“Minority Report” (2002)

One of Tom Cruise’s most underrated and complete performances, playing a police officer framed for murder in a futuristic society where “special police” track down and arrest criminals before they actually commit the crime. This is a science fiction tale that was as relatable as an otherworldly flick could be, bringing in Cruise’s emotionally-wounded yet agile lawman and setting him off on a mission to clear his name against his technology he helped enforce. Hard to dislike this one, especially with Samantha Morton’s performance. Oh, and has Max von Sydow ever been more cunning??! (Available on Amazon Prime with premium subscription.)

“Catch Me If You Can” (2002)

This was arguably Spielberg’s finest year as a director. Along with “Minority Report,” he reunited with his career-long muse in Hanks for a classic caper about the youngest man to ever make America’s Most Wanted List (Leonardo DiCaprio’s Frank Abagnale Jr.), and the F.B.I. ‘s pursuit of him. Christopher Walken’s work as his father was tremendous, as was the entire cast–Martin Sheen, Jennifer Garner, and a young Amy Adams among them. But this film’s clock ran on Hanks/Leo time, pitting two esteemed actors against each other in a cinematic relationship that carried father/son threads. Abagnale Jr. forged his way into becoming a pilot, doctor, and lawyer-before Hanks’ agent went after him. At PG-13, this is a great one for mom and dad to watch with their “older” kids. True story. (Available to rent on Amazon.)

“Bridge of Spies” (2015)

This was Hanks and Spielberg in their element: A war crisis overseas. Playing a lawyer placed into untenable circumstances-negotiating with the Russians for the exchange of two spies during the Cold War-Hanks does his usual strong everyman work. Imagine a couple countries staring each other down with possible nuclear warheads, and the fate of the world resting on a lawyer staying alive long enough to execute a peaceful exchange of assets. This was thrilling and powerful.  (Available to rent on Amazon.)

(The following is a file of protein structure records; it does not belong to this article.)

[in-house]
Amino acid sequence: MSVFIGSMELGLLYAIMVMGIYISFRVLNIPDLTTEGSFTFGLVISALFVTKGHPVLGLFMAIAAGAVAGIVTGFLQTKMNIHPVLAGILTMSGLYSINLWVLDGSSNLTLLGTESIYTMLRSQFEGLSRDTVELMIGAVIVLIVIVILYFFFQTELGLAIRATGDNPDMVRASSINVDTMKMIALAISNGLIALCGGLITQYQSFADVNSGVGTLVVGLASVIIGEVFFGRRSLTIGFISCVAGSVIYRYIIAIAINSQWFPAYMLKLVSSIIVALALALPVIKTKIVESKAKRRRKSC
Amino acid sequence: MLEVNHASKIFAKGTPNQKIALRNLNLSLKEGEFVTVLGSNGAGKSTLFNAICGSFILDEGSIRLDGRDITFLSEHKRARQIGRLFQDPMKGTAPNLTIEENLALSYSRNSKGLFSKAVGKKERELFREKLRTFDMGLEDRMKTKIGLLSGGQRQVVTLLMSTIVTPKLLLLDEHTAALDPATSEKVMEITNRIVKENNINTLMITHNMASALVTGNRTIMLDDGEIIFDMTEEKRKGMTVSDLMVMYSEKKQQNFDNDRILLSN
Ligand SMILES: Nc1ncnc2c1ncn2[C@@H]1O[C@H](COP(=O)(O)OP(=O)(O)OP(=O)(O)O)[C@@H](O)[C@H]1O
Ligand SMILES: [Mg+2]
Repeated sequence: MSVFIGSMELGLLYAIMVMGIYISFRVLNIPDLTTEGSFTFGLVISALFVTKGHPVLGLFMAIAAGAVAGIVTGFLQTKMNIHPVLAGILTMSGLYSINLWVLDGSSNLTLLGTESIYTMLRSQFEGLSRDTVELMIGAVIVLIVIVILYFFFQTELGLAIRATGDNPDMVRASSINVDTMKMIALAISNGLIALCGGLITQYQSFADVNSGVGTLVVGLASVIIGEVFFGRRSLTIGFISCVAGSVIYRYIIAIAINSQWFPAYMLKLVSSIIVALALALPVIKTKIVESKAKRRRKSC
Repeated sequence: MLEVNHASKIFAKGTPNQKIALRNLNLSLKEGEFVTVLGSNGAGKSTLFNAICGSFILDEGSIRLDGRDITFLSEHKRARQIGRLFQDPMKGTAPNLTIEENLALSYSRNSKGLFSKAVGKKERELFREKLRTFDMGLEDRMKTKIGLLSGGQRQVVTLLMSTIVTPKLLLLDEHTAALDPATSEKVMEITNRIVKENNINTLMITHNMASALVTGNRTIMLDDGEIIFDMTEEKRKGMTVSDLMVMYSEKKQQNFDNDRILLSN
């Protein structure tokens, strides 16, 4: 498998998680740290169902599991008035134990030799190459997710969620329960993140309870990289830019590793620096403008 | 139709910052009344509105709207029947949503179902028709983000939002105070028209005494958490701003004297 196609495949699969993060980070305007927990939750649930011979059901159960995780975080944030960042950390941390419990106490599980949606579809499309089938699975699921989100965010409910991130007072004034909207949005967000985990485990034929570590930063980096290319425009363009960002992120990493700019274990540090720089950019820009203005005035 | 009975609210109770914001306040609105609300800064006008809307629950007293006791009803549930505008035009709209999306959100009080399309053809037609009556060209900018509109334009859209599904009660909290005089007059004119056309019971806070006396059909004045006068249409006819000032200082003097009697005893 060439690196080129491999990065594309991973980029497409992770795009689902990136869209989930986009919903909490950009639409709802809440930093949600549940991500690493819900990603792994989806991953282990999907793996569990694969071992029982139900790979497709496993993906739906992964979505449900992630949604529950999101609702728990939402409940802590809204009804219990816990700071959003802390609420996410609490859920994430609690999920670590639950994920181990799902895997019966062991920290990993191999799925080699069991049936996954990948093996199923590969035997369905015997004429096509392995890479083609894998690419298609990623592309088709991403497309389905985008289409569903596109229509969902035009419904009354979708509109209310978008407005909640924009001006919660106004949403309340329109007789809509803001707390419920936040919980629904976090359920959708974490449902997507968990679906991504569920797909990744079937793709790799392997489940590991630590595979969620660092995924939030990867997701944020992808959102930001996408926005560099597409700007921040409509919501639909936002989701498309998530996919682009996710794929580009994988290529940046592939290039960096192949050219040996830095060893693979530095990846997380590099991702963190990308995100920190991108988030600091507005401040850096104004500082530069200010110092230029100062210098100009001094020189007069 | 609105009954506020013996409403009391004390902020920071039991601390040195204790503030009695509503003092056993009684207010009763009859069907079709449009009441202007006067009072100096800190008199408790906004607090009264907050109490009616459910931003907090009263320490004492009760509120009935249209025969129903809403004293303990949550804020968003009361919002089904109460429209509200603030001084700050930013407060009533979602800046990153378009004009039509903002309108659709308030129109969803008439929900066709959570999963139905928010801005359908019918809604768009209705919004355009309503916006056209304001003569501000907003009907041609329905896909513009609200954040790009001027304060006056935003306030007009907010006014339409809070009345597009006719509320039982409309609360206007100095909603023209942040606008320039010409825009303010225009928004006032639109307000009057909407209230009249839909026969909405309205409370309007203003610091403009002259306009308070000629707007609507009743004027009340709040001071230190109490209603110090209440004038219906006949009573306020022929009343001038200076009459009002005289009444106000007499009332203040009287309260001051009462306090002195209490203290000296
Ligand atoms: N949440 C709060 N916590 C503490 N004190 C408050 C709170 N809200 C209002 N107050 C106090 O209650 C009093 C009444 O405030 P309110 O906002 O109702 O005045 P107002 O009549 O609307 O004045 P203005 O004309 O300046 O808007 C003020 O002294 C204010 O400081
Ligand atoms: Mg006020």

“The Post” (2017)

One of the best journalism movies ever with one of Spielberg’s most decorated casts. Meryl Streep as Katherine Graham, the first female publisher of an American newspaper, who raced against time-and the New York Times-in publishing the coveted yet dangerous Vietnam Papers, standing up to President’s Nixon’s wrath. Tom Hanks as the hard-charging editor, Ben Bradbury. Bob Odenkirk, Carrie Coon, Sarah Paulson, Tracy Letts, and so many more. Movies like this remind you the power is in the people and not the government. It doesn’t get much better than this, except when the subject is Normandy. (Available for free on Hulu, for rent on Amazon.)

“Saving Private Ryan” (1998)

If the list has a real top film, it’s this World War II opus. No matter how many times I watch the opening 25 minutes, it’s still startling, shocking, and exhausting. I don’t have to list the cast members because by now you know Spielberg doesn’t recruit “decent” actors. He brings in the best. Tom Sizemore in his 90’s prominence, Edward Burns in one of his best roles and of course, Hanks. Playing the Captain that his whole team wanted to know the backstory of, he was as marvelous as ever. “Earn this,” he tells a young Matt Damon.

If any filmmaker has earned the audience’s time, it’s Steven Spielberg.